Giovane Moura

Based in Arnhem, The Netherlands




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About the author

Giovane is a Data Scientist with SIDN Labs (.nl registry) and Guest Researcher at TU Delft, in the Netherlands. He works on security and Internet measurements research projects. Prior to SIDN, he worked as a Postdoctoral Researcher at Delft University of Technology, in The Netherlands. He obtained his Ph.D. degree with Prof. Aiko Pras at the University of Twente, also in the Netherlands, with focus on both active and passive Internet measurements. His research interests include Internet Measurements, Management, Security and Machine Learning applications. You can reach him at

Fragmentation, Truncation, and Timeouts: Are Large DNS Messages Falling to Bits?

How much of a problem are large DNS responses over UDP in the wild?

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How Centralised is DNS Traffic Becoming?

There have been growing concerns over the last few years about the excessive concentration of control over the Internet's markets and infrastructure — what is commonly referred to as Internet centralisation. In this article, Giovane Moura talks about how he and his colleagues have been measuring ce…

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Detecting and Taking Down Fraudulent Webshops at the .nl ccTLD

In this article, we describe how we detected a large number of fraudulent sites using tools developed by SIDN Labs.

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How to Choose DNS TTL Values

There is no consensus on how to choose DNS time-to-live (TTL) values for domain names. Yet, TTLs are incredibly important, given that they indirectly control how long resolvers cache records, directly influencing user experience.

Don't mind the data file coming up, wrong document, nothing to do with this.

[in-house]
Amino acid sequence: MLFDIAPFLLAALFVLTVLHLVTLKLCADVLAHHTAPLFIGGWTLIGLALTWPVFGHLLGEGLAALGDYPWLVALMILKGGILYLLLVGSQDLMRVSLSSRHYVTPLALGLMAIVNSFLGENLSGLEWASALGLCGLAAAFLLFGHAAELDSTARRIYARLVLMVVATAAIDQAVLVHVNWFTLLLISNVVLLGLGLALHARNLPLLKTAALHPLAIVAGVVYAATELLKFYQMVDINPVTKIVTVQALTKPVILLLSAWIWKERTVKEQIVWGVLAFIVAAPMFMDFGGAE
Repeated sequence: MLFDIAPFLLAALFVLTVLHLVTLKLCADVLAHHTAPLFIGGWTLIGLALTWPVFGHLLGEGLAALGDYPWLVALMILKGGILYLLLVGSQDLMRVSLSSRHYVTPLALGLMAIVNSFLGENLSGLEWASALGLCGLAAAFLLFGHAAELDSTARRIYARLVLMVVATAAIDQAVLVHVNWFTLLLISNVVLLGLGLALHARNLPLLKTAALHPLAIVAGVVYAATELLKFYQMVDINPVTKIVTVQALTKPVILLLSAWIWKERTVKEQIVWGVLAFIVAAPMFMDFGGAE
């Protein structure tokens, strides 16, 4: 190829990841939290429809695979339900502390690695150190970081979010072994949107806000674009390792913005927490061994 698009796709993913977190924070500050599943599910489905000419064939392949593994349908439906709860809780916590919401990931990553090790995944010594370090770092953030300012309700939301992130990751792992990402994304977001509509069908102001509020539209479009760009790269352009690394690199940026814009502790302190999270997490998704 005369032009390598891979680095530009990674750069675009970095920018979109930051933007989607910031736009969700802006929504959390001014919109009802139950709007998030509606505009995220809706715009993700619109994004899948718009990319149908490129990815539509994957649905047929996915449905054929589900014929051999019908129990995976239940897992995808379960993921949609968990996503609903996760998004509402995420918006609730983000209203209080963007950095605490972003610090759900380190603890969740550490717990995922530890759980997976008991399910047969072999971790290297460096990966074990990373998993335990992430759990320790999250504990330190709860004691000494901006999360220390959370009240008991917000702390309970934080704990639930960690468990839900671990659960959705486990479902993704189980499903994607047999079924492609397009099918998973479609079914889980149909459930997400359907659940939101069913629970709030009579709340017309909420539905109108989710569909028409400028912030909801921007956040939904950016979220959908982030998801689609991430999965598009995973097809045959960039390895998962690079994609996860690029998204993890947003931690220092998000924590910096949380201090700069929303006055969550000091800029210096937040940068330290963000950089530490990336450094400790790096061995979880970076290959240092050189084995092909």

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Dissecting DNS Defenses During DDoS Attacks

New technical report evaluates DNS defenses in the wild against DDoS attacks and shows some interesting results.

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DNS TTL Violations in the Wild - Measured with RIPE Atlas

DNS TTL violations is a controversial topic. It basically means a resolver overrides a TTL value provided by an authoritative server, and then serving its clients with this value. In this post, we analyse if this is happening in the wild.

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Turning on Anycast on B-Root

The B-root operators have announced that they would enable IP anycast on 1 May 2017 [1]. In this article, we show how that change has been perceived by the RIPE Atlas probes, and if there were any transient effects of this change.

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Anycast vs. DDoS - Evaluating the November 2015 Root DNS Event

IP anycast has been widely used to replicate services in multiple locations as a way to deliver better performance and resilience. It has been largely employed by CDNs and DNS operators, such as on the root server system. However, there is little evaluation of anycast under stress.

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